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Geoff Hamilton, Site Co-Ordinator, OurLearningCircle.org

 Last edited by: Geoff_Hamilton on Aug. 16, 2020, 11:32 a.m., edited 8 times in total.

Re: Indigenous horror lit?  

  By: L_Nix on Aug. 13, 2020, 10:29 a.m.

I just want to recommend Cherie Dimaline's The Marrow Thieves as a wonderful 'horror/Gothic' work which came out about 3 yrs ago.
Here's part of the publisher's brief description: "The indigenous people of North America are being hunted and harvested for their bone marrow, which carries the key to recovering something the rest of the population has lost: the ability to dream."

 Last edited by: L_Nix on Aug. 13, 2020, 10:35 a.m., edited 1 time in total.

Re: Indigenous horror lit?  

  By: Geoff_Hamilton on Aug. 15, 2020, 1:29 p.m.

And ... for anyone interested in some leads on Indigenous Sci-Fi (which, as readers of the genres know, often overlaps with Horror), check out this recent NYTimes article by Alexandra Alter.
https://www.nytimes.com/2020/08/14/books/indigenous-native-american-sci-fi-horror.html?auth=linked-google
As she writes...

[Cherie] Dimaline, along with Waubgeshig Rice, Rebecca Roanhorse, Darcie Little Badger and Stephen Graham Jones, who has been called “the Jordan Peele of horror literature,” are some of the Indigenous novelists reshaping North American science fiction, horror and fantasy — genres in which Native writers have long been overlooked.
Their fiction often draws on Native American and First Nations mythology and narrative traditions in ways that upend stereotypes about Indigenous literature and cultures. And the authors are gaining recognition in a corner of the literary world that has traditionally been white, male and Eurocentric, rooted in Western mythology.
“There’s a big push now for the telling of Indigenous stories,” Dimaline said. “The only way I know who I am and who my community is, and the ways in which we survive and adapt, is through stories.”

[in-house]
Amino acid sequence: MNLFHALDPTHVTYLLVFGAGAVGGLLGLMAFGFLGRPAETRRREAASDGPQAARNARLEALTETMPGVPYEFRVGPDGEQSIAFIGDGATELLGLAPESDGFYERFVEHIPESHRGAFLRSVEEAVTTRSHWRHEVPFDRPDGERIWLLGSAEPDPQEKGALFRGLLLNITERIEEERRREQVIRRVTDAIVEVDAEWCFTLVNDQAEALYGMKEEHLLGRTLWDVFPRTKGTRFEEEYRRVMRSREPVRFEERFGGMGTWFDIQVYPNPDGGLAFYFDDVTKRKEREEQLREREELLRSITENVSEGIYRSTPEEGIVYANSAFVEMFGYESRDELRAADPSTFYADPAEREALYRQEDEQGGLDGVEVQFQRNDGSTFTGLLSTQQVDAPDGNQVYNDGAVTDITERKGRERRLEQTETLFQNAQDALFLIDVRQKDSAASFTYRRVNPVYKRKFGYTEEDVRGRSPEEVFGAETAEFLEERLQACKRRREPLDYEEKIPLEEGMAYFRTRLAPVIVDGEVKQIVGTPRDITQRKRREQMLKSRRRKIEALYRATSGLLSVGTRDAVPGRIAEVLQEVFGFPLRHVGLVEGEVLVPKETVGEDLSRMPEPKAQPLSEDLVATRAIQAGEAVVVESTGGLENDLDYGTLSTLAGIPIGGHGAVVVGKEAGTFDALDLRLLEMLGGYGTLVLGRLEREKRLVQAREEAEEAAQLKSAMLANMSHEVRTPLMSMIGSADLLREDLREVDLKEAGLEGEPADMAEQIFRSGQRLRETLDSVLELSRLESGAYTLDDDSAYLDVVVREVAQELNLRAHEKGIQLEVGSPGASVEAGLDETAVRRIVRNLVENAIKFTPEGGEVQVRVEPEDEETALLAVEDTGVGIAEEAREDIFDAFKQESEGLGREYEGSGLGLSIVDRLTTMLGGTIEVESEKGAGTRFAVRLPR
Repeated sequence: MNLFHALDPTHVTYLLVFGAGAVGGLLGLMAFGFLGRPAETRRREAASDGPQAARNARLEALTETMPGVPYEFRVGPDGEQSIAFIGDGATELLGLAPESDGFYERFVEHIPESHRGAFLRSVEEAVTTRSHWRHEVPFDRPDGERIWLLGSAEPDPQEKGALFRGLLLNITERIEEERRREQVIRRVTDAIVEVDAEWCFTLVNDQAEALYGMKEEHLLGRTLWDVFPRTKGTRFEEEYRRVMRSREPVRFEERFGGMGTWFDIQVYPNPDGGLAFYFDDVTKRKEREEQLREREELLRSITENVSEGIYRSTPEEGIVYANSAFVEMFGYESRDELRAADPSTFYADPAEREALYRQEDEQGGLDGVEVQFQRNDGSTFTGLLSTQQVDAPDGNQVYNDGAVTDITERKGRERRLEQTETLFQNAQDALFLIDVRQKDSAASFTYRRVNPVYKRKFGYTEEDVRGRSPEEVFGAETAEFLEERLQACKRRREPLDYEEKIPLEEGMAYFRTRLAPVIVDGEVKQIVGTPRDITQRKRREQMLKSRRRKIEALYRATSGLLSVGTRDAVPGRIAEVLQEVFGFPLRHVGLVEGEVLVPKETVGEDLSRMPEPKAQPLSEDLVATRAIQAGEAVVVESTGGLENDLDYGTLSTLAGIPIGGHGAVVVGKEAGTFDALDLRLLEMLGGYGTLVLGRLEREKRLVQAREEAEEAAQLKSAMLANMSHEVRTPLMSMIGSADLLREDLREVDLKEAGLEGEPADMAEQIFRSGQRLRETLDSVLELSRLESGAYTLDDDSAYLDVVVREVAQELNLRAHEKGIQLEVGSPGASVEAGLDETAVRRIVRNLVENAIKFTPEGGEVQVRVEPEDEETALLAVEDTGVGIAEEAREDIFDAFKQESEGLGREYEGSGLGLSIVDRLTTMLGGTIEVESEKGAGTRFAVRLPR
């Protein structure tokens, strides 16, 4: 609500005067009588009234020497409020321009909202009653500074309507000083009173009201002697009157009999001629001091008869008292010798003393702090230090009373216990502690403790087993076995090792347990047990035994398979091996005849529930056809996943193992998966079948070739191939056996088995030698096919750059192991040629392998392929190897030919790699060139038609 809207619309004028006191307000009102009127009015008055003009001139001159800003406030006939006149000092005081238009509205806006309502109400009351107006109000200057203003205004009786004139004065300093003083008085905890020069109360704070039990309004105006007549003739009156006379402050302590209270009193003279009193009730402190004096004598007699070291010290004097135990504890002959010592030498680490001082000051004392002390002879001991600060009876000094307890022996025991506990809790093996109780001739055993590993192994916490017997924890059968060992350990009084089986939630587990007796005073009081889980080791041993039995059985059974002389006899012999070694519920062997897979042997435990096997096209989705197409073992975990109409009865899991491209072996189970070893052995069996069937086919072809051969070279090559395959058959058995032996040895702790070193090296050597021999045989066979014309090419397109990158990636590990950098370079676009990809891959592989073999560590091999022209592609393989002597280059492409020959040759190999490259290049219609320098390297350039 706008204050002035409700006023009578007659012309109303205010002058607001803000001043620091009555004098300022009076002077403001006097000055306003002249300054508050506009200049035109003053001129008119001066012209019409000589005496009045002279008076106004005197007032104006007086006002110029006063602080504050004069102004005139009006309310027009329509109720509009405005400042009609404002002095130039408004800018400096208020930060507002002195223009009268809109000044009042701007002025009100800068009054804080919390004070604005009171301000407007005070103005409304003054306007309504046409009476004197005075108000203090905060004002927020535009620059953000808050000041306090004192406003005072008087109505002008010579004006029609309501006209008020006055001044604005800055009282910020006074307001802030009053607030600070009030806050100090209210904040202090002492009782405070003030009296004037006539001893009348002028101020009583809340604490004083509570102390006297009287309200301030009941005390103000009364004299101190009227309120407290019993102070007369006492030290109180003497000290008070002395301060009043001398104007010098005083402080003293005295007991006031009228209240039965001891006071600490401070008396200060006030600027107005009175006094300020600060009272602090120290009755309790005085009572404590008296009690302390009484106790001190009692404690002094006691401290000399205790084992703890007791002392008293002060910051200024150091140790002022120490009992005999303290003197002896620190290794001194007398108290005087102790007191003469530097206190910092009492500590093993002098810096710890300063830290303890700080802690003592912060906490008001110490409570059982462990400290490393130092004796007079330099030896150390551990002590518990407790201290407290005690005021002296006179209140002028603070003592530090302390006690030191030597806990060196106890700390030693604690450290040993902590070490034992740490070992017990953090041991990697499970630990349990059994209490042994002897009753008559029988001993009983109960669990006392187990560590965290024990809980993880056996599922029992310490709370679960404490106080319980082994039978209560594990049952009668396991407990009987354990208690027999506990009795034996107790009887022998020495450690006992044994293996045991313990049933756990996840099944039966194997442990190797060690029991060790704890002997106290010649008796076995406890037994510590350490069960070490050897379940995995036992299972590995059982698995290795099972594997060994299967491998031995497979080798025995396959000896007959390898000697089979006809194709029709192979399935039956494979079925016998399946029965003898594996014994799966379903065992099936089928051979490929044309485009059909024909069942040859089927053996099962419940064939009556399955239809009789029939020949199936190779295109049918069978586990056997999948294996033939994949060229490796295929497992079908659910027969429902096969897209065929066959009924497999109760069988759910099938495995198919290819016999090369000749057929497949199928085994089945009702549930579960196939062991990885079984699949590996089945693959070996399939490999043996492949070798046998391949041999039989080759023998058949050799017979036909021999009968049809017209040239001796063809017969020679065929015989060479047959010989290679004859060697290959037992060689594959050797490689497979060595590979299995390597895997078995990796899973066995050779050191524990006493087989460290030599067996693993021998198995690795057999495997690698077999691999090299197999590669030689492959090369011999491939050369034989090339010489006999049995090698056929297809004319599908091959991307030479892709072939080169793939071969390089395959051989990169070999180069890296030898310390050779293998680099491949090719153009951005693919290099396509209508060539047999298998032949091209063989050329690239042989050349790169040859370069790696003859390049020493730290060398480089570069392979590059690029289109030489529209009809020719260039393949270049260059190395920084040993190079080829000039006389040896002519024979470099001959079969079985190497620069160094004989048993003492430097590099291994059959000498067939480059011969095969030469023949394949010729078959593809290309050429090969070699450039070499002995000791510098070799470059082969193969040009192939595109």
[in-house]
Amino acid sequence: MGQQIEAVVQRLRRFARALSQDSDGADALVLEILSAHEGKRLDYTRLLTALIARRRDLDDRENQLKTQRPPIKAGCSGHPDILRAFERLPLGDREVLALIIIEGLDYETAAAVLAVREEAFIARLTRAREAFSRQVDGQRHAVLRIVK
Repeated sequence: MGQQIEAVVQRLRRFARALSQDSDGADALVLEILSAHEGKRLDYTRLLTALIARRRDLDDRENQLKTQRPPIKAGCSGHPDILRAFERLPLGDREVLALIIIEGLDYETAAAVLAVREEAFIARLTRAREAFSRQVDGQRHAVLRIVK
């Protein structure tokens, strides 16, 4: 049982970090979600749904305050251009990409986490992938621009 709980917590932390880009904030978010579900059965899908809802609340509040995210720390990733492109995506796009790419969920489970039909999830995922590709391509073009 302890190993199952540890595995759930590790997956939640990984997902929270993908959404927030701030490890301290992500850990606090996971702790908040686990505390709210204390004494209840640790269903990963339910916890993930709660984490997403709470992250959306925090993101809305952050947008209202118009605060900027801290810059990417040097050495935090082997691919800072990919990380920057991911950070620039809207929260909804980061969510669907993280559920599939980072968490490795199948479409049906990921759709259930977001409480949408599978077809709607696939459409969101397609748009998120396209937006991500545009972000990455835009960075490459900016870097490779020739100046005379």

As more Indigenous authors break into the genres, there has been an explosion of novels, comics, graphic novels and short stories from writers blending sci-fi and fantasy with Native narratives, writing everything from “slipstream” alternate realities to supernatural horror to post-apocalyptic stories about environmental collapse.
“There’s so much variety and so much experimentation,” said Grace L. Dillon, a professor in the Indigenous Nations Studies Program at Portland State University, who edited “Walking the Clouds,” an anthology of Indigenous science fiction published in 2012.
[...]
Some authors say that sci-fi and fantasy settings allow them to reimagine the Native experience in ways that wouldn’t be possible in realistic fiction. Writing futuristic narratives and building fantasy worlds provide a measure of freedom to tell stories that feel experimental and innovative, and aren’t weighted down by the legacies of genocide and colonialism.
“We’ve already survived an apocalypse,” said Roanhorse, who is of Ohkay Owingeh Pueblo descent. - Alexandra Alter

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Geoff Hamilton, Site Co-Ordinator, OurLearningCircle.org

 Last edited by: Geoff_Hamilton on Aug. 15, 2020, 1:30 p.m., edited 1 time in total.